So there is a U.S. religious constituency that very self-consciously supports Trump’s apparent interest in forming a new world order based on a Washington-Moscow axis, outflanking the decadent, secular, tolerant globalists of Western Europe.
One of the latest tidbits about the rather unusual relationship of Butina and Erickson emerged today in a memorandum from prosecutors asking that she be held without bail, as NBC News reports: In arguing that Butina is a flight risk, prosecutors said her only tie to the U.S. is a “personal relationship” with an unidentified man — which is branded “duplicitous,” suggesting she was using him for her own means. According to The Washington Post, the man’s description matches that of Republican operative Paul Erickson.
“Butina appears to treat it as simply a necessary aspect of her activities,” the memo says. . . . . in papers seized by the FBI, Butina complained about living with U.S. Person 1 and expressed disdain for continuing to cohabitate with U.S. Person 1.”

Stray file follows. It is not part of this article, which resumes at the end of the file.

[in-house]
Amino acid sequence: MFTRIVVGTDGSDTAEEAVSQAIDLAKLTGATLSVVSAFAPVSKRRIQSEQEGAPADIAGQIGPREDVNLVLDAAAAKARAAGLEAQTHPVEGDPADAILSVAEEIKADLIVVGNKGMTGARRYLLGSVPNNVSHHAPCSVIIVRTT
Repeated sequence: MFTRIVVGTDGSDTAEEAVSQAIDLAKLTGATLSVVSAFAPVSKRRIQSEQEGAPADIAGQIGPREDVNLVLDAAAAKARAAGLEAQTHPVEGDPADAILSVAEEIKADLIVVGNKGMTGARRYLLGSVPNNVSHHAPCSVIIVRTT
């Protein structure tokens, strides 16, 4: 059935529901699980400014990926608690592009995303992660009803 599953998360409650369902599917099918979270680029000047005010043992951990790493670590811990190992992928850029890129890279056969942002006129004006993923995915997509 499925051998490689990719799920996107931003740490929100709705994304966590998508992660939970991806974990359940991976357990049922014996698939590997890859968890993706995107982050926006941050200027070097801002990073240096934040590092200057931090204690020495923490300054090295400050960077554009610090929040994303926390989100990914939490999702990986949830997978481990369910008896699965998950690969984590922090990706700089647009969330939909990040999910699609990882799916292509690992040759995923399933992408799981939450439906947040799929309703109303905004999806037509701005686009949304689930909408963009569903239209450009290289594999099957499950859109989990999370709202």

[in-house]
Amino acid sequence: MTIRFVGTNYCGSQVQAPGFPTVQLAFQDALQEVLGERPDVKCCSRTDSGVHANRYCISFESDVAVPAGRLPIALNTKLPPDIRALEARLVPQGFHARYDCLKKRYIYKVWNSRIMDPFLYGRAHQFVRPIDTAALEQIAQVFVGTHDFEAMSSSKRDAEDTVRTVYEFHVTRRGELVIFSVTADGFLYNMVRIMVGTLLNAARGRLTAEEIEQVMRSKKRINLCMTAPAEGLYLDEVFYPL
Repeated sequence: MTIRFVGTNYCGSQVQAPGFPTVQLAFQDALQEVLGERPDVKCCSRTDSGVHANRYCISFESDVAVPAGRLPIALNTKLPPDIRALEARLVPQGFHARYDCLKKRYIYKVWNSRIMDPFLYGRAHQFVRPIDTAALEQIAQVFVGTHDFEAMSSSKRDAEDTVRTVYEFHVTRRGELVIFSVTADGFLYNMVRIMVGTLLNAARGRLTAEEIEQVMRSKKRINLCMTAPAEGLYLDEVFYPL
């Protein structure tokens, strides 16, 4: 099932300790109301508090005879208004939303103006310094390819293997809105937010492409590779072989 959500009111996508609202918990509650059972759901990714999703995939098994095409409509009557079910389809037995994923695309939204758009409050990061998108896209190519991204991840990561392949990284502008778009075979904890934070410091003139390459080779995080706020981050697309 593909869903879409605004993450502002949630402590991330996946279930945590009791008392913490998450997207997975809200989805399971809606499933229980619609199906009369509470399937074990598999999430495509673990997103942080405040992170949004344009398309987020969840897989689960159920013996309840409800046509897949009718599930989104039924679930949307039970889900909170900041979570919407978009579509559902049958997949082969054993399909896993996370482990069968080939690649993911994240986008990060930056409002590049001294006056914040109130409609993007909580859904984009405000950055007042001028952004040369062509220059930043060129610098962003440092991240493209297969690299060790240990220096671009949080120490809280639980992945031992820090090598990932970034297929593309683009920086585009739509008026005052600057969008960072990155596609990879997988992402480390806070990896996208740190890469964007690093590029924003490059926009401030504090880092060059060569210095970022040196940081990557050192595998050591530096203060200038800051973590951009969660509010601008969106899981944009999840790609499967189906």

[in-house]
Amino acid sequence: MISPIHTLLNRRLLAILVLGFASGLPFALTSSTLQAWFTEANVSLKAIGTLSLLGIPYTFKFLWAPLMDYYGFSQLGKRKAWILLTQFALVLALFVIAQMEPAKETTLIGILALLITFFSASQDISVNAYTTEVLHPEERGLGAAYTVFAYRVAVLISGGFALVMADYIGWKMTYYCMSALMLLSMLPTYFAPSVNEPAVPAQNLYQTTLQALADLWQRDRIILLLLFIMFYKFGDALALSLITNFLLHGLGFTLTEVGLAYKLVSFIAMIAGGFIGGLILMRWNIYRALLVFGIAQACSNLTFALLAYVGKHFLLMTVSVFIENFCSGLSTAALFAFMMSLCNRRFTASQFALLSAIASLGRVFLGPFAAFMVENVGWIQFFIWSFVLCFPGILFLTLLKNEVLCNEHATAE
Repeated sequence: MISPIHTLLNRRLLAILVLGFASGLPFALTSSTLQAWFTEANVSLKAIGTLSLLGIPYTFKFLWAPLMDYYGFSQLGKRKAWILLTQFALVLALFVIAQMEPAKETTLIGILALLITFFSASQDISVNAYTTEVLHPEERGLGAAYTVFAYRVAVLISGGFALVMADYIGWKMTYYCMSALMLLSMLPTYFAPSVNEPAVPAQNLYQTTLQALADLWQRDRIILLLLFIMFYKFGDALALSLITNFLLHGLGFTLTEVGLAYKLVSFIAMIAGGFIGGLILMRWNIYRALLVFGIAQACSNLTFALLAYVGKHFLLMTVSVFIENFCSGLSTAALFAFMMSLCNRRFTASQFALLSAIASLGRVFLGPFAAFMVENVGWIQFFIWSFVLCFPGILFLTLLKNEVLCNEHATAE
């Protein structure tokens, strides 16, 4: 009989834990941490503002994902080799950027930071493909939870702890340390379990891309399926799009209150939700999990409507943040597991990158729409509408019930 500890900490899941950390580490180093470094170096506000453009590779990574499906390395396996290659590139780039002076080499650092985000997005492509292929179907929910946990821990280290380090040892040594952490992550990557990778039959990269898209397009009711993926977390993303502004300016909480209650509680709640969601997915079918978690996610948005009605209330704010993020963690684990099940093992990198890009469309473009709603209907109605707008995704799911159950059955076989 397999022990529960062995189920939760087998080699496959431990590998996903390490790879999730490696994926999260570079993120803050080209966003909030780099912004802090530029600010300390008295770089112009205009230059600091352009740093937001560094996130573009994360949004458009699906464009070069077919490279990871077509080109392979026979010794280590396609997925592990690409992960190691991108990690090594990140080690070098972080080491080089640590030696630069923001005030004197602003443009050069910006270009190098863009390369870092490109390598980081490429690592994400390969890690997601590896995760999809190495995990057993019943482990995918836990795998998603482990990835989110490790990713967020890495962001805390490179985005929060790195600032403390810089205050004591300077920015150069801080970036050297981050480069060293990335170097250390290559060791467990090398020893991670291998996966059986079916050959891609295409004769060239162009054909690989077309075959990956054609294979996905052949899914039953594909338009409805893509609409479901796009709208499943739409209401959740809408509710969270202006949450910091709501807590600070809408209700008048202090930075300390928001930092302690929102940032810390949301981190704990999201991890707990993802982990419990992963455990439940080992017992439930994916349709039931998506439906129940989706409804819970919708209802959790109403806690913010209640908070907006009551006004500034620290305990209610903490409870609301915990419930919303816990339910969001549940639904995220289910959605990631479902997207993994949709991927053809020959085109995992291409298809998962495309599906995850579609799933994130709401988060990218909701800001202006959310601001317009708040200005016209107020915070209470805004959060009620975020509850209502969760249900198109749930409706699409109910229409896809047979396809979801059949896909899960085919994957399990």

Yikes. Erickson’s continued freedom may depend on him playing the role of a deceived and spurned lover rather than a collaborator of a foreign spy.
One of the biggest lies - although, there are so many lies, that ranking can be challenging - disseminated by Christofascists and many evangelical Christians is that sexual orientation is a "choice" and that gays can "change" and become heterosexual. As noted in a number of previous posts, there are several reasons for the insistence that sexual orientation is a choice: (i) if being gay is not a choice and is "how God made" some of us, then questions arise as to what other aspects of evangelical Christian dogma is untrue; (ii) the choice myth is employed repeatedly to argue that LGBT citizens need no non-discrimination protections, and (iii) so-called conversion therapy "ministries" are cash cows with families often paying small fortunes to "change" their children. Every legitimate medical and mental health association in America condemns conversion therapy and states that it doesn't work and is dangerous. Indeed, a growing number of states ban the practice on minors by licensed therapist. The result is more fraudulent, dangerous and damaging "Christian ministries" peddling the ex-gay myth. Now, as Rolling Stone reports a new movie, Boy Erased, starring Russell Crowe and Nicole Kidman will be released in November, 2018 (a trailer can be found here). The movie is based on a 2016 book of the same name and will likely paint a very negative picture of the frauds and harm being committed by these "ministries." This from Rolling Stone: